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Iran Hopes To Develop Nearly 50 Energy Projects Following Lifted Sanctions

They reportedly hope to develop projects within five years.

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Iranian officials reportedly hope to develop $185 billion in oil and gas projects within five years in the wake of a historic nuclear agreement.

According to Reuters, Mohammad Reza Nematzadeh, Iran's industry minister, told a conference in Vienna that instead of importing Western technology following the lifting of international sanctions, the country plans to redevelop core industries.

Iran hopes to capitalize on its extensive oil and gas reserves -- deputy oil minister Hossein Zamaninia identified nearly 50 potential projects -- as well as revamp its auto and metals sectors. Ultimately, officials hope to export products to European markets.

"We are no longer interested in a unidirectional importation of goods and machinery from Europe," Nematzadeh said.

Iran and a group of world powers earlier this month reached a long-sought deal designed to prevent the Middle Eastern nation from developing nuclear weapons. If enacted, the proposal would also lift harsh sanctions implemented in 2011 in response to a report about Iran's nuclear program.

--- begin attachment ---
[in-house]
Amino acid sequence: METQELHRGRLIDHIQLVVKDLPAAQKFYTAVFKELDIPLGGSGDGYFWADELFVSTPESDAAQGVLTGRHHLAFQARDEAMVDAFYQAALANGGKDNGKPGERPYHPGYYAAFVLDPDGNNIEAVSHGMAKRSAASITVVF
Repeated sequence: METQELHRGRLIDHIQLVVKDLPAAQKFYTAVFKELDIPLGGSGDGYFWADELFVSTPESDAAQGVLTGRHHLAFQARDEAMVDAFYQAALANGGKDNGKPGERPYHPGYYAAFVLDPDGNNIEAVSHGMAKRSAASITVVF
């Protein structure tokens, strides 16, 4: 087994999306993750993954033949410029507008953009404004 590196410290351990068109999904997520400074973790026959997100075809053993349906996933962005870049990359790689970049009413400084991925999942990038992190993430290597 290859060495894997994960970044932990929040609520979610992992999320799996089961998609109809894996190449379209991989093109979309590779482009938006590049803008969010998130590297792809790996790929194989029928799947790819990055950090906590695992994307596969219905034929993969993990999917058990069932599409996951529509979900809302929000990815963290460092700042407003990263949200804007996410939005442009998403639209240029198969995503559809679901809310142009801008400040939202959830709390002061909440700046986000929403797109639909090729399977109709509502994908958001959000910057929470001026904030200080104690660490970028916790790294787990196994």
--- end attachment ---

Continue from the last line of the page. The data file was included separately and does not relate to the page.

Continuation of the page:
The United Nations Security Council endorsed the agreement this week, but reports suggested that sanctions would not be lifted until next year, if at all, as the U.S. Congress — controlled by Republicans skeptical of the deal — must first sign off.

Lifting the sanctions could also benefit Western companies hoping to market products and services to the nation of more than 80 million for the first time in decades.

The proposal, however, could dramatically impact a crude oil market already dealing with a global surplus. Western energy companies, particularly in Europe, are already jockeying for position in hopes of developing Iran's reserves.

Zamaninia this week unveiled a longer contract model — spanning 20 to 25 years — for companies working in Iranian oilfields.

"This model contract addresses some of the deficiencies of the old buyback contract and it further aligns the short- and long-term interests of parties involved," Zamaninia said, according to Reuters.